Finally, a celeb that's not in a rush to get back in her skinny jeans! It's been three months and counting since son Luca Cruz was born, but new mom Hilary Duff says she's determined to take her time when it comes to losing the baby weight. Slow and steady wins the race!
For starters, the 24-year-old says crash diets and exhausting workouts are out. Hilary admits it was fun eating whatever she wanted and not worrying about the added weight during pregnancy. Now that she's trying to go in reverse, she wants to keep the relaxed attitude. "I am working out and I am trying not to obsess. Everyone wants their body back, but all in time. It took nine months to get there and so hopefully, it won't take that long to get it off, but I'm doing it slowly," Hilary tells talk show host Bethenny Frankel.
The star's favorite exercises include hiking, Pilates, and circuit training. And from the looks of things, her shape-up plans are working out just fine.
If you want to give Hilary's gradual approach a go, here's some tips from Tara Marie Segundo, a New York City-based personal trainer and certified fitness expert:
Exercise in short bursts throughout the day.
Most moms of newborns just don't have extended periods of time during the day to exercise, so take advantage of 10 minutes here and 15 minutes there to squeeze in some movement. It adds up. "I had a client who put a treadmill in her home and whenever she had a short block of time, she would jump on and kick out a brisk walk. She ended up clocking about an hour a day. This allowed her to care for her new baby and make use of the brief breaks that she had," says Segundo.
Use resistance training to strengthen muscles.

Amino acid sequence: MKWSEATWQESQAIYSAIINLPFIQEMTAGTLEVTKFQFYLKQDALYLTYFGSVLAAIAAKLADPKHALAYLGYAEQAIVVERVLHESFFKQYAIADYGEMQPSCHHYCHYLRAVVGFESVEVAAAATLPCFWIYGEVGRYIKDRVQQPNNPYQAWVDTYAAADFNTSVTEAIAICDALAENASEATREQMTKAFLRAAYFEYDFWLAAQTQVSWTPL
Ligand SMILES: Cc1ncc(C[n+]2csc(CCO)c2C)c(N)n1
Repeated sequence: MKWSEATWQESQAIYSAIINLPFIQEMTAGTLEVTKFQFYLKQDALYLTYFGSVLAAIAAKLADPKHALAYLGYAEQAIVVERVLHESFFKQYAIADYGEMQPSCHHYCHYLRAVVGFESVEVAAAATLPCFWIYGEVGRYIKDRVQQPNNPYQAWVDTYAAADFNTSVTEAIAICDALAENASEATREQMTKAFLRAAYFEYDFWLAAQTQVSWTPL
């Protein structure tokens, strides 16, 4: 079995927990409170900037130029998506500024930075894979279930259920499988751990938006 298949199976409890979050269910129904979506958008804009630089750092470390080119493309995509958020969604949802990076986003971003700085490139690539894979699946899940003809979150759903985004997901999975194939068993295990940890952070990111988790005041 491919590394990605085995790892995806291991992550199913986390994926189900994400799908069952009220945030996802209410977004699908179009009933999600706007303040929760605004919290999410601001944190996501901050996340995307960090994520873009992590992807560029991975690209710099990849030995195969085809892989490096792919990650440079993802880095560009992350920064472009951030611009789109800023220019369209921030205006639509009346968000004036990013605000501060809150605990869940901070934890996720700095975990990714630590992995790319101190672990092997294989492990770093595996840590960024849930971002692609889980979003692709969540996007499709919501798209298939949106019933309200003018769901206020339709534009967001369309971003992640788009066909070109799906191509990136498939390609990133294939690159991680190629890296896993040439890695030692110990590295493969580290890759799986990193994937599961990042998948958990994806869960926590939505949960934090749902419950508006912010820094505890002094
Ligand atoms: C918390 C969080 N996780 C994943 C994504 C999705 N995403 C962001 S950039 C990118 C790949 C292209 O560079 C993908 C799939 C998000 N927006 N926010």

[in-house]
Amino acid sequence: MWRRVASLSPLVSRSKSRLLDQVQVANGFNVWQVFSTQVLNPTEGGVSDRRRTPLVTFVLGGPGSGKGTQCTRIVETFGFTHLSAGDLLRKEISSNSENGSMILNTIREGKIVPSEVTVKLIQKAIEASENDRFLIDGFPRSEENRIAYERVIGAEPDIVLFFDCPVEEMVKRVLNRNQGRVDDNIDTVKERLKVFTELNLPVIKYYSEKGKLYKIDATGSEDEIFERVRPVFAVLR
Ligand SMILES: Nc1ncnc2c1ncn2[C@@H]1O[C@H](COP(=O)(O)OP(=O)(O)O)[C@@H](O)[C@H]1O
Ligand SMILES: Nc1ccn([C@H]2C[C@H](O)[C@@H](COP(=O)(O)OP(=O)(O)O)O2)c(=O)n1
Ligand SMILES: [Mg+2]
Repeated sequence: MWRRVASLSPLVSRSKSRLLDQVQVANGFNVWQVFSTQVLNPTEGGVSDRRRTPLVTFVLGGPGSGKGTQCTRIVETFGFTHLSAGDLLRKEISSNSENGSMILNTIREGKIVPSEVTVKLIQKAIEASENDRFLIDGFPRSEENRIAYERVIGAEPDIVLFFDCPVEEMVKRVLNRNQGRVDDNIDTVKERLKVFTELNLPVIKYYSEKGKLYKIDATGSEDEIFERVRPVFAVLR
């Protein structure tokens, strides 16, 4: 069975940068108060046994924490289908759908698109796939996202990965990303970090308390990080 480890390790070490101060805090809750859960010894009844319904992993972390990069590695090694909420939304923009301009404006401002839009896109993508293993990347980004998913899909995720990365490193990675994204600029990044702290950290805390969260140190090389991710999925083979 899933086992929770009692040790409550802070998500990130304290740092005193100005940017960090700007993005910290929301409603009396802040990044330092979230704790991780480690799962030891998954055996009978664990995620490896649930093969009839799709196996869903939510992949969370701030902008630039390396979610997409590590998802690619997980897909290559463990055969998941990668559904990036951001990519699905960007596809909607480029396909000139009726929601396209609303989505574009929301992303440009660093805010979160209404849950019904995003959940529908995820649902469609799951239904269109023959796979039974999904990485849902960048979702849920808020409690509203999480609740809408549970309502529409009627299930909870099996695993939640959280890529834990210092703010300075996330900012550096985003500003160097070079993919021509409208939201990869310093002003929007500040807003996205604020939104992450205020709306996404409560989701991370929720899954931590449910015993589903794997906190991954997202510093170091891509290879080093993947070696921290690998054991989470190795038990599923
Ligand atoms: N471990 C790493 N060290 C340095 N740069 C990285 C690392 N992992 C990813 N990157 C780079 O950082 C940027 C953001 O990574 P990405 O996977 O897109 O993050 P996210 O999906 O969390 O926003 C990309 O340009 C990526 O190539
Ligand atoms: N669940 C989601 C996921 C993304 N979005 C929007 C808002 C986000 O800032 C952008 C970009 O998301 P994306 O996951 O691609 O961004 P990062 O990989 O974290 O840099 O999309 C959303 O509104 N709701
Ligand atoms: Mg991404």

If dumbbells are not your cup of tea, there are other forms of resistance training that are very effective, including resistant bands and tubing and using your own body weight. "If you have no equipment, you can use canned foods, full water bottles, and other household items that will create resistance for biceps curls, triceps extensions, and other muscle strengtheners," Segundo advises. Alternate resistance exercises with treadmill time for easy circuit training.
If you don't have the space for a treadmill, or the time for an exercise class, don't sweat it. Take Hilary's lead and hike with your baby tucked safely in a carrier—or invest in a durable jogger for some off-road adventure. If you can't make it to Pilates class, you can still engage your core by consciously drawing your belly button to your spine when standing. Turn on your favorite music and dance, buy a jump rope and use it throughout the day, walk up and down your stairs... Bottom line? "You want to get moving and keep moving as much as possible," says Segundo.
Make every calorie count.
If you're breastfeeding, it is recommended that you do not eat less than 1,800 calories a day. If you're not breastfeeding, your doctor may OK a low-calorie weight loss diet. Regardless, every calorie a new mom eats needs to be nutritious. Your body is in recovery mode right now, so eat foods that offer the nutrients your body needs to thrive. According to Segundo, "If man made it, don't eat it. Stick to fresh whole foods that come from nature."
Give Yourself a Post-Delivery Break.
Yes, it can seem like some stars hit the gym within hours of giving birth, but don't feel pressured to follow suit. With your doctor's approval, gently ease back into your old fitness routine and add new exercises as you feel comfortable. For beginners, Segundo advises, "simply walking—alone or while pushing a stroller—is a great form of exercise."
And who knows? Maybe you will meet other new moms taking a sane approach to fitness when you head out for a stroll.